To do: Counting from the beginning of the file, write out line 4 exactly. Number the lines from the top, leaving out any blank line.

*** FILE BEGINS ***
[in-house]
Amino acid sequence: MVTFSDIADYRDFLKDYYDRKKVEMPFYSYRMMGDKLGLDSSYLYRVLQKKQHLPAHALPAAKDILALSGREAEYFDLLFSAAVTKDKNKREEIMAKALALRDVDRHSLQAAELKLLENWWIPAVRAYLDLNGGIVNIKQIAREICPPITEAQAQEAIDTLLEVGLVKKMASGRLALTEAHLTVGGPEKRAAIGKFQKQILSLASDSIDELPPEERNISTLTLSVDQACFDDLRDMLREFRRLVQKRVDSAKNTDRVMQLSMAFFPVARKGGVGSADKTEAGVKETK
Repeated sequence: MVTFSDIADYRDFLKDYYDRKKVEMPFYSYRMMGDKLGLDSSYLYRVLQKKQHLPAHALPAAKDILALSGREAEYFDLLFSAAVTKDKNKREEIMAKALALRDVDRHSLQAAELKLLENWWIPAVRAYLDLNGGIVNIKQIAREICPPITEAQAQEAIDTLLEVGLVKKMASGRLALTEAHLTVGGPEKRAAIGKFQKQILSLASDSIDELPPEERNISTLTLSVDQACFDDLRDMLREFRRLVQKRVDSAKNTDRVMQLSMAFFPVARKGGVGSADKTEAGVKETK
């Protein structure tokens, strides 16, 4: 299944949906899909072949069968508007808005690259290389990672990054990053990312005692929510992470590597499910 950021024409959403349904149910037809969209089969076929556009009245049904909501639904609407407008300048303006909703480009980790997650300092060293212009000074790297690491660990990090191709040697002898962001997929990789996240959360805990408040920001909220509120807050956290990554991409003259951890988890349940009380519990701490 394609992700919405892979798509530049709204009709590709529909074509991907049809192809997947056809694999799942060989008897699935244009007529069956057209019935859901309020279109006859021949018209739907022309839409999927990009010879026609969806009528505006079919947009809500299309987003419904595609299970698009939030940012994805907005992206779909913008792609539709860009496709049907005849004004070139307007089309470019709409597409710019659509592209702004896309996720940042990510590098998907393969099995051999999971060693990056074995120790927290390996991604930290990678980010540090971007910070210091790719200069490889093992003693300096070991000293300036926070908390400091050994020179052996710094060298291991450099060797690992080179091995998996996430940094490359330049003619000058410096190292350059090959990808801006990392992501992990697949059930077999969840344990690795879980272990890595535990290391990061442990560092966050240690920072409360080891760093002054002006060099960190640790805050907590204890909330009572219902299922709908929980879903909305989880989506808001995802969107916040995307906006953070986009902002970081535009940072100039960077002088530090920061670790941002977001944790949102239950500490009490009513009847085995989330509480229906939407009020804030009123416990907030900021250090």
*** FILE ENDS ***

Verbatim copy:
């Protein structure tokens, strides 16, 4: 299944949906899909072949069968508007808005690259290389990672990054990053990312005692929510992470590597499910 950021024409959403349904149910037809969209089969076929556009009245049904909501639904609407407008300048303006909703480009980790997650300092060293212009000074790297690491660990990090191709040697002898962001997929990789996240959360805990408040920001909220509120807050956290990554991409003259951890988890349940009380519990701490 394609992700919405892979798509530049709204009709590709529909074509991907049809192809997947056809694999799942060989008897699935244009007529069956057209019935859901309020279109006859021949018209739907022309839409999927990009010879026609969806009528505006079919947009809500299309987003419904595609299970698009939030940012994805907005992206779909913008792609539709860009496709049907005849004004070139307007089309470019709409597409710019659509592209702004896309996720940042990510590098998907393969099995051999999971060693990056074995120790927290390996991604930290990678980010540090971007910070210091790719200069490889093992003693300096070991000293300036926070908390400091050994020179052996710094060298291991450099060797690992080179091995998996996430940094490359330049003619000058410096190292350059090959990808801006990392992501992990697949059930077999969840344990690795879980272990890595535990290391990061442990560092966050240690920072409360080891760093002054002006060099960190640790805050907590204890909330009572219902299922709908929980879903909305989880989506808001995802969107916040995307906006953070986009902002970081535009940072100039960077002088530090920061670790941002977001944790949102239950500490009490009513009847085995989330509480229906939407009020804030009123416990907030900021250090």